After the tour, we caravaned back to my house, where we sat on the deck noshing on snacks and playing with the dog (who adored licking Dichroic's toes) and messing with the massive hunk of tree that's still sprawled across the rear half of our back yard. Then we headed to the early show at The Bluebird Cafe, where I got to feel smug for reserving a table as we watched walk-ins wrangle for bar seating and studied the fresnels above our heads and the photographs on the walls. Over the course of the evening, we consumed two bottles of wine (Rosemount shiraz), two baskets of sweet potato fries, a platter of brie, bread and fruit, assorted entrees and a slice of Snickers pie. Our waiter took his turn in the fourth chair in the round, completely rearranging the tuning on Walt Wilkins' guitar to suit his own song. Nick Pellegrino started with a song about "My Ten-Pound Heart" that wasn't so good, but redeemed himself with "She's Movin' In" (we wound up joking about "57 pillows" the rest of the weekend) and several other winners. I also especially liked Jon Randall's "Just Get Through It":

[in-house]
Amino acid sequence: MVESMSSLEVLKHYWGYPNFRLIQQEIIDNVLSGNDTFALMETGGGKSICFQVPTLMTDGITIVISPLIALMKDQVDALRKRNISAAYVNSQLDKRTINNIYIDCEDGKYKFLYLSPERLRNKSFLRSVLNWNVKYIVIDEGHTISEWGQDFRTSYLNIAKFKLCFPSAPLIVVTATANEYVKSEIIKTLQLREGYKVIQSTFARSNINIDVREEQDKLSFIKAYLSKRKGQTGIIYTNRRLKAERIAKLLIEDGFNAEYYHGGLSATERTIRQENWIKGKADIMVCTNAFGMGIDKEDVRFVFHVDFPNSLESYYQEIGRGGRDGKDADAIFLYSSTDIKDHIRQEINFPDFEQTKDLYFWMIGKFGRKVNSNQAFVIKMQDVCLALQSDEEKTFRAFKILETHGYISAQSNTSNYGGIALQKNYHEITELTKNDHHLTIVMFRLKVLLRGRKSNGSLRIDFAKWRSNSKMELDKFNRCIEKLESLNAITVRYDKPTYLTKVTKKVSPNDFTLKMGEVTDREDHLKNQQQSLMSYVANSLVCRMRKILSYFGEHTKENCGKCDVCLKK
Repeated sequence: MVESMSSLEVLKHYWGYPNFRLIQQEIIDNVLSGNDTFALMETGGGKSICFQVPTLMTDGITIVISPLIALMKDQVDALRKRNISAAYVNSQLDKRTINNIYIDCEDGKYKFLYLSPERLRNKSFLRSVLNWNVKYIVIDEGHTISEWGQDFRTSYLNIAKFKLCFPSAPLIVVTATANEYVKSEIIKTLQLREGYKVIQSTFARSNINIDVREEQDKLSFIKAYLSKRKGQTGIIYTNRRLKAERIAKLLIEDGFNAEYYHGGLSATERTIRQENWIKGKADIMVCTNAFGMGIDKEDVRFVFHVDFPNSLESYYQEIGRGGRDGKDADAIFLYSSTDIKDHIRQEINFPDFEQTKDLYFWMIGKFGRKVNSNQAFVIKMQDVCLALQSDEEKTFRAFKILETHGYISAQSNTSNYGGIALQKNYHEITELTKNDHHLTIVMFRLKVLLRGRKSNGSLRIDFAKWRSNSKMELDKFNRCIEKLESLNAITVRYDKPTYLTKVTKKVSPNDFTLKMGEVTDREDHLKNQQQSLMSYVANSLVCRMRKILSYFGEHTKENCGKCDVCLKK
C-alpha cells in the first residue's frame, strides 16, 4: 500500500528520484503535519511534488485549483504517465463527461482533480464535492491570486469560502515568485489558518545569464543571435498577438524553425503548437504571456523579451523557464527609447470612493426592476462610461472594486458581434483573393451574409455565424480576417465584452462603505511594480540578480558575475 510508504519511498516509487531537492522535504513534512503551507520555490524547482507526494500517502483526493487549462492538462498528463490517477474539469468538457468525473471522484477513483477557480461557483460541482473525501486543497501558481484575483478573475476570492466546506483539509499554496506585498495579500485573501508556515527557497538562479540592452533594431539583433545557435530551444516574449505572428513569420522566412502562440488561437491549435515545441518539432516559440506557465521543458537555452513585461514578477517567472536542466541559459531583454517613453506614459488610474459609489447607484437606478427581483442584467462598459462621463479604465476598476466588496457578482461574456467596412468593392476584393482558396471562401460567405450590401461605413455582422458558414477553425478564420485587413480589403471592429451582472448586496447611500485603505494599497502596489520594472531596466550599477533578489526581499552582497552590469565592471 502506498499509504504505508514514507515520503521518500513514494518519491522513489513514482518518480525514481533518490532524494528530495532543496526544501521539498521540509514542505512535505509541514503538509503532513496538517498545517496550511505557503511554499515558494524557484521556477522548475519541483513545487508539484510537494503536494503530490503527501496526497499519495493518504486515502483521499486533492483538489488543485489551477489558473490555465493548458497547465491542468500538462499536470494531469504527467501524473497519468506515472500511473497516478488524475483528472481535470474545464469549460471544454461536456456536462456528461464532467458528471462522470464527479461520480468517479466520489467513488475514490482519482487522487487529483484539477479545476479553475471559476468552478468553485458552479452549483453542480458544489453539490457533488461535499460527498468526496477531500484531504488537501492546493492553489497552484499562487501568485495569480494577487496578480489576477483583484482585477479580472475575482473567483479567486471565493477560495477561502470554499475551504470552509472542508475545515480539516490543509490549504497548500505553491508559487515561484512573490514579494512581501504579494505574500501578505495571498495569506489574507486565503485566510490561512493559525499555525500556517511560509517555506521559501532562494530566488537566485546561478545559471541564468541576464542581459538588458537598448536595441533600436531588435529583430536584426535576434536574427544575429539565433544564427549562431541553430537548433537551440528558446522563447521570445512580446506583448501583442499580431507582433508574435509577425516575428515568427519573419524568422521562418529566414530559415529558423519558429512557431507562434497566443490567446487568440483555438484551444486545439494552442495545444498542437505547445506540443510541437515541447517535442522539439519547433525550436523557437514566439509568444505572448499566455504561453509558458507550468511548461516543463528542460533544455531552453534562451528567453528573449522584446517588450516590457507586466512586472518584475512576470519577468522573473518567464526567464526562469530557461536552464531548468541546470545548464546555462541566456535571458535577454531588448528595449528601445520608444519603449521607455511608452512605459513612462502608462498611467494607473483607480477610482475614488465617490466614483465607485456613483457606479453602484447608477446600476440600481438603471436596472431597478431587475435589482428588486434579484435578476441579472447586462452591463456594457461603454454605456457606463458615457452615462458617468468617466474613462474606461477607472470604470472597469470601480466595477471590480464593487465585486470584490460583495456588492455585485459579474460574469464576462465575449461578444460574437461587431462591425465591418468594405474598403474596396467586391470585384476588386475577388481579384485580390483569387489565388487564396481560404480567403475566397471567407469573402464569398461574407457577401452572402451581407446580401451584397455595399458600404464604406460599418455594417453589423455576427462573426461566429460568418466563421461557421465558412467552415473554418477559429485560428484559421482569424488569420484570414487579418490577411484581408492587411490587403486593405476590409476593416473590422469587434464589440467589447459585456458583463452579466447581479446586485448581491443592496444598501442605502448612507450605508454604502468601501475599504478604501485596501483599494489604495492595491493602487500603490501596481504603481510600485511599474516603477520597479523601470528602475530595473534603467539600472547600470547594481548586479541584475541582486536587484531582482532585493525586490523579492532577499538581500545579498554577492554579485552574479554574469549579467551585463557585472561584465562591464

The world ain't stoppin' just because you got the blues
After the Bluebird, T. headed to bed and the rest of us moved on to the Flying Saucer Beer Emporium. Having left my wallet at home, I got grilled on whether I was really 31 ("Who was president in 1970?" "How would I know, I wasn't paying attention back then!"...) but was eventually let in for my pint of Franziskaner Dunkel. I felt a trifle sorry for the luckless sod trying to sing above the din of the Saturday night crowd, but since he wasn't all that good, my sympathy was outweighed by annoyance, and Dichroic got mad when he changed "Brown-Eyed Girl" to "Blue-Eyed Girl."
After she left, her sofa was commandeered by a posse of bubbly young twenty-nothings, and it was all we could do to tear Frodo away after we finished the pretzels and the beers. I staggered up to bed and the BYM shepherded Frodo over to the Slow Bar, but not before I heard Frodo's declaration that "Me and my two buddies, we are the nightlife of Plymouth, Michigan!" (To comprehend this statement, you have to understand that Plymouth is the sort of town where the residents dress the wooden geese on their lawns in matching outfits.)
To be continued. . .
 The BYM: "And here is [Nashville landmark]--"
|Copyright 2000-2016 by mechaieh / pld. This blog has migrated to zirconium.dreamwidth.org.|
Hosted by DiaryLand.